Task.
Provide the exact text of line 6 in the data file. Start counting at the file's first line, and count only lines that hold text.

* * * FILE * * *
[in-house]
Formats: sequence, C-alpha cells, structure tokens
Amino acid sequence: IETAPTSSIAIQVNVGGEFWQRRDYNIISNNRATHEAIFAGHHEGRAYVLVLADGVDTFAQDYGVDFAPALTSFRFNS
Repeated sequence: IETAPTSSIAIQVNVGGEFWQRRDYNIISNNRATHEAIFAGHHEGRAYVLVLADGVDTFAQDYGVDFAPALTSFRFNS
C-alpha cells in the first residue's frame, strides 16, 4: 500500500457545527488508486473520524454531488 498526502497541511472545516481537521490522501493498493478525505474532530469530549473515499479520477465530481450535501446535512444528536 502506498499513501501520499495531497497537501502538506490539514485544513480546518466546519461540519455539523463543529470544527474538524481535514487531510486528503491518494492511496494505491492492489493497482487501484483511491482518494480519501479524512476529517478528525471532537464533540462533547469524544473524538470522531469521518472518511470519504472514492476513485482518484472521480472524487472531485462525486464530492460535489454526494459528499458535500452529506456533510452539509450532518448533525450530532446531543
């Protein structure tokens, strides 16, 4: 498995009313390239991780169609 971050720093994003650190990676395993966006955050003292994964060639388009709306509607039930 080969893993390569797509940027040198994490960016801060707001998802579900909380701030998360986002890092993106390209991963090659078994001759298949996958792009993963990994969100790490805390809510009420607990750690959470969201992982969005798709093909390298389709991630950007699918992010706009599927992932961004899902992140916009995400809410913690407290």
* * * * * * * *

């Protein structure tokens, strides 16, 4: 498995009313390239991780169609 971050720093994003650190990676395993966006955050003292994964060639388009709306509607039930 080969893993390569797509940027040198994490960016801060707001998802579900909380701030998360986002890092993106390209991963090659078994001759298949996958792009993963990994969100790490805390809510009420607990750690959470969201992982969005798709093909390298389709991630950007699918992010706009599927992932961004899902992140916009995400809410913690407290």